The chaotic scenes outside Kabul International Airport in Afghanistan were starkly illustrated during a reporter’s live TV cross on Wednesday, as gunshots erupted behind her.
CNN’s chief international correspondent, Clarissa Ward, was standing about 180 metres away from the entrance to the airport, where thousands of Afghans are desperately trying to get past the Taliban and evacuate the country.
“Let me explain the situation to you. It’s pretty hectic; you can probably hear those gunshots,” Ward told CNN’s morning news show, New Day.
“It’s bumper-to-bumper, cars are barely moving. Taliban fighters are all around. We actually did see them physically hitting people with truncheons, trying to get them back. We have seen them and heard them as well firing on the crowds to disperse the crowds.
“It’s a little difficult to see from this vantage point, and it’s a slightly edgy situation, so I don’t want to push our luck, but all along the roadside over there, there’s just hundreds of people who are desperately waiting, desperately trying to get out of the country.
“It’s definitely chaotic. It’s definitely dangerous. I will say this: the Taliban appears to be trying to disperse the crowds, and there are crowds there of young men who seem to be just engaging in criminal activity-”
At that moment a loud gunshot rang out behind her. Ward briefly flinched and looked around, then calmly resumed her report.
“-running towards the Taliban, and then running away from them again, almost like it’s a game. But you know, when there’s bullets firing like that, it’s clearly not a game.”
“We heard the gunfire there,” said anchor John Berman.
“Give us a sense, Clarissa, if the Taliban is firing into the crowds, at people, or is it crowd dispersal into the air? Are they letting anyone through?”
“From what we could see, and we only had a very limited vantage point, they’re firing to disperse the crowds. They’re not targeting people, they’re not trying to kill people. But of course the minute you’re firing willy nilly, when you have a bunch of civilians all over the road and civilian vehicles, people get hurt,” she clarified.
“So there’s not a huge amount of discipline, let’s say, to use an understatement, in the ways in which they are dispersing the crowd.”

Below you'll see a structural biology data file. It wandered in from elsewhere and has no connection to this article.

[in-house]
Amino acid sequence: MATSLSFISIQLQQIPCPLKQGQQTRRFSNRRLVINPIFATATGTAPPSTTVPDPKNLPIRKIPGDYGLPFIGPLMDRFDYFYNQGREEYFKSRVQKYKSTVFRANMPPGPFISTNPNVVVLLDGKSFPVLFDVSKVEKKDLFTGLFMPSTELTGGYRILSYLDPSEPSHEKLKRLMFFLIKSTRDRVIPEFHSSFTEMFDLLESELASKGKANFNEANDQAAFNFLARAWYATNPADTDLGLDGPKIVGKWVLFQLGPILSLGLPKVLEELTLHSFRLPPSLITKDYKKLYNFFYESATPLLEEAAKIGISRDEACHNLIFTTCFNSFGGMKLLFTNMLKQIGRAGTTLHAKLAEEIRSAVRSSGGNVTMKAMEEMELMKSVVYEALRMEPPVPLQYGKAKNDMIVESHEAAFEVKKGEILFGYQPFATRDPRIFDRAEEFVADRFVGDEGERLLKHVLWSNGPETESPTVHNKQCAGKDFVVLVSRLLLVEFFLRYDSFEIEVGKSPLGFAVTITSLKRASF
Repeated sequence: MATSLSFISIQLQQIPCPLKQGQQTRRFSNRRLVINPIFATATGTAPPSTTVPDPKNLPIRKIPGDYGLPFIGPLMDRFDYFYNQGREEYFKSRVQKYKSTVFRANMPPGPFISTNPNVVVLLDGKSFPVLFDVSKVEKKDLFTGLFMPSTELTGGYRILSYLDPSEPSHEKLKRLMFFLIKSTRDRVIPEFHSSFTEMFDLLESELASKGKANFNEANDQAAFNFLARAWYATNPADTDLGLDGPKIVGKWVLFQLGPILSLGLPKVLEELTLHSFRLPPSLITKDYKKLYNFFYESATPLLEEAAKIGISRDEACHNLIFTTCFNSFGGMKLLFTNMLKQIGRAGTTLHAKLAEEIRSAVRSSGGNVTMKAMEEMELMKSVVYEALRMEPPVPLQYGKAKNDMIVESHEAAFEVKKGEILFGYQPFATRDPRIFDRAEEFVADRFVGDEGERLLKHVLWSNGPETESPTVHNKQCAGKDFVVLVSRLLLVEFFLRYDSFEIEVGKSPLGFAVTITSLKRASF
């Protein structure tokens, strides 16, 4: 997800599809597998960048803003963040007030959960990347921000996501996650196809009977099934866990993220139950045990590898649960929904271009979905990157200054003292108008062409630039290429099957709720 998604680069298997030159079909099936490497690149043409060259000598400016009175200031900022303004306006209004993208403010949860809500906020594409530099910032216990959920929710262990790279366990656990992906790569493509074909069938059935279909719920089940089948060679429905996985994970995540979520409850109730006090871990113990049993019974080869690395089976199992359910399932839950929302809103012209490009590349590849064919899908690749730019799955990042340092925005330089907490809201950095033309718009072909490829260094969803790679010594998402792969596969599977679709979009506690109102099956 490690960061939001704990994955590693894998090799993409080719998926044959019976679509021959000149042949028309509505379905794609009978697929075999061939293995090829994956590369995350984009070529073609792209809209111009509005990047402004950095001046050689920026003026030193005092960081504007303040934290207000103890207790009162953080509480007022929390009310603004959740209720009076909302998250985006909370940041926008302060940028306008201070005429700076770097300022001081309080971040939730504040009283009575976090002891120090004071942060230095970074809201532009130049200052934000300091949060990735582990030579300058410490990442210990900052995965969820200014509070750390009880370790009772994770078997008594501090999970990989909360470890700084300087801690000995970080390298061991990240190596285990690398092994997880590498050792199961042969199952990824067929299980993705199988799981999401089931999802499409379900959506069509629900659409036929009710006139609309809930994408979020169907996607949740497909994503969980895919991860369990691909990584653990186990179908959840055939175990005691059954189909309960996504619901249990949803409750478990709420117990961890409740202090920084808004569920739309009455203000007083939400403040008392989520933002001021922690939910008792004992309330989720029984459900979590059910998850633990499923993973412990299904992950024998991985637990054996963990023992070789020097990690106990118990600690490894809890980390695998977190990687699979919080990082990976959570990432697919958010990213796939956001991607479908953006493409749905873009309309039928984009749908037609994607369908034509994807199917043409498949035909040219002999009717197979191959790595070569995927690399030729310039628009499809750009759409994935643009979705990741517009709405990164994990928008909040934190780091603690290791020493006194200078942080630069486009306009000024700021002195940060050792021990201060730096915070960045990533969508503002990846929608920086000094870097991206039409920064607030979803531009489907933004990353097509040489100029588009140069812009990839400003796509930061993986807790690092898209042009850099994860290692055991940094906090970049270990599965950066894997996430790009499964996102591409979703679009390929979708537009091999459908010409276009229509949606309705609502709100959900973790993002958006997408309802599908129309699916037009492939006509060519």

Ward said they had observed some people who had made it past the first perimeter, implying some were being allowed through. But not many.
“I’m not going to lie, I mean, you’re running the gauntlet to try to get in there,” she said.
“Because there are so many different things going on. You can just hear, the gunfire is pretty much constant as the Taliban tries to push people back. And as a result, you’re just getting a lot of people on the roads surrounding the airport. Some of them have their bags. And they just obviously have no idea how they can get out.”
After asking her cameraman to pan around to show the scene around them, Ward conducted an impromptu interview with one member of the crowd, handing him her microphone.
The man said most of the people on the street had worked with the Americans, and already had the documents they required to evacuate. He accused US President Joe Biden and other American leaders of lying about their intention to evacuate Afghan allies.
“They are liars,” he said.
“Did you try to get in?” Ward asked him.
“Yes of course, but the Taliban didn’t let you go in. They won’t let you,” he said.
“They tell us to stay here. The Americans (will take) you if you have an American passport, or American-British. Or if they have the green card, we take him. Otherwise you have to stop here or stay here.”
A green card is the document granting someone permanent residence in the United States.
“Joe Biden said we’ll take all these Afghan workers, they helped us, we will take them to America,” he continued.
“Our message to America is: we helped the American people. So it’s their job now to help here. There’s a very bad situation.”
Another man in the crowd actually showed Ward a photo of his green card, saying the Taliban had not let him through either.
“You’re getting an impression here,” she told viewers, turning back to the camera.
“Look, I’m surrounded by people. And everybody has a story. People worked for the Americans, one man has a green card, he already has his flights booked.”
The crowd pressed in around her as she spoke.
“They want, desperately, to tell their stories. They want the Americans to know. Because they’re not able to get past those checkpoints. They’re not able to get past the Taliban fighters.”
Berman said the scene around her showed a “disconnect” between the US government’s rhetoric on the evacuation and the reality on the ground.
“If there are thousands of Afghans the United States has promised to get out of the country, but they can’t get to the airport, that’s a disconnect. It’s showing that it’s not a reality,” the anchor said.
“That is what’s so crazy, John. You’re talking about some of these people – they have their paperwork. This man has a green card. If you are a US green card holder, you should be allowed to get into that airport,” Ward responded.
“The question becomes, what recourse do these people have? How can their safe passage be facilitated? We’re not getting any sense of how that could happen.”